Are you aware that your heart, the organ which you usually and casually blame for your unwarranted actions, actually doesn’t control your emotions? It, in fact, allows pumping of blood, oxygen, and nutrients throughout your body. It beats over 100,000 times per day and pumps about 1.5 gallons of blood every minute. It keeps itself superactive so that you can keep going. But are you taking enough care of your heart health? Heart disease has become one among the emerging health issues in developing India.
As per the WHO, more than four out of five heart disease deaths are due to heart attacks and strokes, and one third of these deaths occur prematurely in people below 70 years of age.
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Keep abreast of emerging heart issues with health tests
Smoking, high blood pressure, high cholesterol and diabetes are some of the common risk factors for developing heart conditions. While your doctor is the best guide to help you identify your risk of heart disease, it is important to know that some blood tests hold a lot of importance to diagnose and manage heart conditions.
Top blood tests for diagnosing heart disease
1. Lipid profile test:
Also called cholesterol test, this test measures the levels of fats in your blood and can point out towards your risk of having a heart attack, stroke or other heart disease. This test typically includes measurements of various other numbers:
- Total cholesterol: This refers to the amount of cholesterol in your blood. An increased level of total cholesterol increases your risk of heart disease. In general, your total cholesterol should be under 200 milligrams per deciliter (mg/dL) or 5.2 millimoles per liter (mmol/L).
- High-density lipoprotein (HDL) cholesterol: Also called the “good” cholesterol, it helps keep arteries open and your blood to flow more freely.
- Low-density lipoprotein (LDL) cholesterol: Also called the “bad” cholesterol, too much LDL cholesterol in your blood can lead to plaque deposition in your blood vessels, and results in reduced blood flow. These plaque build up may rupture and cause major heart and blood vessel problems.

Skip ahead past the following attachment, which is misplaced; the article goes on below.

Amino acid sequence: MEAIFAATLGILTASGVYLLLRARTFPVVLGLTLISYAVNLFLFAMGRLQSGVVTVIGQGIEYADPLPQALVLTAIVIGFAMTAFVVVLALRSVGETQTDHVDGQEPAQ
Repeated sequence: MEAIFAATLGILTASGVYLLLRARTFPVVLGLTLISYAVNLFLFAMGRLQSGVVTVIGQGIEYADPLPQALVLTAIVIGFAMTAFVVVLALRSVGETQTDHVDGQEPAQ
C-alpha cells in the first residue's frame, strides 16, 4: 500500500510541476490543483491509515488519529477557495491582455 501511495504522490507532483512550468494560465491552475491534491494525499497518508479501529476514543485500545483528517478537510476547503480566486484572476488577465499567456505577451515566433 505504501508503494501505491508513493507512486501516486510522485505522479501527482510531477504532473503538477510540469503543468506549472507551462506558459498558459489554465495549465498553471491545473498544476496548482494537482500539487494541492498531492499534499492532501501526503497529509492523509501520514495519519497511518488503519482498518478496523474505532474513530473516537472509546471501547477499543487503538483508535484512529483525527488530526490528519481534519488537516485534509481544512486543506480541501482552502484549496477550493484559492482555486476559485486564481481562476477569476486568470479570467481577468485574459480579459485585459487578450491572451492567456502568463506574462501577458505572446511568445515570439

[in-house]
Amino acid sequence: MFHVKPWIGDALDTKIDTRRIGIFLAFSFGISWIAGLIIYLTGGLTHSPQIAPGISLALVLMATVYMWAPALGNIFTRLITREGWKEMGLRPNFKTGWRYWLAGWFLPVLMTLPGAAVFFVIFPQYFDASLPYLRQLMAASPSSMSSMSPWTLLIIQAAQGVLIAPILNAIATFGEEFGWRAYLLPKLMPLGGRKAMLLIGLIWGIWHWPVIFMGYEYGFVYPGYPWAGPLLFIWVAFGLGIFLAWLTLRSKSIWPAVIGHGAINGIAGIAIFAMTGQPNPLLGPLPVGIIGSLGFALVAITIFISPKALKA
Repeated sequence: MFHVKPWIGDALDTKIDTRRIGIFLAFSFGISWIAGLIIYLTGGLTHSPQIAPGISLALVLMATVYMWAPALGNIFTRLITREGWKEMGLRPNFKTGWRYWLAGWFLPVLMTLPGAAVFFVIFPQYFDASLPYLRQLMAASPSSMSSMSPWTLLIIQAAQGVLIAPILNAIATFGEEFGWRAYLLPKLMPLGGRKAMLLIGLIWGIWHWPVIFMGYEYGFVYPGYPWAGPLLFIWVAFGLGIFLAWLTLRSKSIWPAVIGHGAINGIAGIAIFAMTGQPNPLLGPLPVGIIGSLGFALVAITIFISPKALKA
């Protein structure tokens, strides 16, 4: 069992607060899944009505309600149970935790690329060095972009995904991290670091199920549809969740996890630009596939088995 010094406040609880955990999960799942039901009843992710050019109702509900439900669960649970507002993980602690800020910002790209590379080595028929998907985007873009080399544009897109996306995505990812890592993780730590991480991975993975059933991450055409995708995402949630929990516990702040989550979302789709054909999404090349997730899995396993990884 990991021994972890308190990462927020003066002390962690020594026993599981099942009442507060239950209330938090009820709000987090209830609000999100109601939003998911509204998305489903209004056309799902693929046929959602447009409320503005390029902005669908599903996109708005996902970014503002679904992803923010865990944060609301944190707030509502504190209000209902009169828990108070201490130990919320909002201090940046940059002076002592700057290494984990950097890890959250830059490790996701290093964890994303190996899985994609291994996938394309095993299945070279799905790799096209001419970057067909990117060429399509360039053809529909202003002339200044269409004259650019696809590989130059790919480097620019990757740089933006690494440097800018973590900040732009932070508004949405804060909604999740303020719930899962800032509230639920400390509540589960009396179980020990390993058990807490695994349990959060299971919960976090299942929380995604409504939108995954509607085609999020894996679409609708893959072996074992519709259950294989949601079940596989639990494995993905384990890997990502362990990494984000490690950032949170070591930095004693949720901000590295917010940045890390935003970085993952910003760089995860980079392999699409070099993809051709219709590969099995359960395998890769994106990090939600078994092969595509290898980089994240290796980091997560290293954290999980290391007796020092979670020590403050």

- Triglycerides: These are another type of fat in the blood, high levels of which can raise your risk of heart disease. Your triglyceride level should be less than 150 mg/dL (1.7 mmol/L).
For your reference:
Total cholesterol = HDL cholesterol + LDL cholesterol + 20% of Triglycerides level
2. High-sensitivity C-reactive protein test (hs CRP test)
C-reactive protein (CRP) is a protein which is produced by your liver as part of your body’s response to inflammation that may occur due to an injury or infection. The hs-CRP test can spot lower levels of C-reactive protein (CRP) in your blood. A raised hs-CRP test values indicate a higher risk of heart attack, stroke and cardiovascular disease.
This blood test has a great significance in diagnosing heart conditions as it can help determine your risk of heart disease before you have symptoms. An hs-CRP level above 2.0 mg/L is considered to indicate an increased risk of heart disease.
However, CRP levels can be temporarily increased by many other situations other than a heart disease, like a viral infection. Hence, some experts may suggest doing the test twice, two weeks apart.
Remember, only looking at hs-CRP levels may not be enough to arrive at something definite. Your doctor can ask for other health tests as well, and combine your hs-CRP test and other blood test results with your risk factors to get an overall sense of your heart health.
3. Natriuretic peptides test
Brain natriuretic peptide is a protein that your heart and blood vessels make to help your body eliminate fluids, relax blood vessels and excrete sodium into your urine. When your heart gets damaged, levels of BNP entering your blood increases.
Different people can have different values for normal BNP levels since it can vary based on the age, gender, and being overweight.
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4. Troponin Test
Troponin (or cardiac troponin) is a type of protein found in your heart muscles. It isn’t normally found in the blood and is released into the blood when heart muscles become damaged.
A troponin test looks for the level of troponin in your blood. As more and more heart muscle gets damaged, greater amounts of troponin are released in the blood. Two types of cardiac troponin T (cTnT) and I (cTnI) are used as cardiac markers to identify heart injury or damage. A high level of troponin in the blood may indicate you are having or recently had a heart attack.
Some studies have found that troponin I is more specific and a better cardiac marker than troponin T for heart attack.
Remember that one blood test alone may not determine your overall risk of heart disease. If you think your lifestyle or family history can put you at risk of developing heart disease at an early age, get in touch with a doctor, book yourself these blood tests as advised, and improve your lifestyle habits.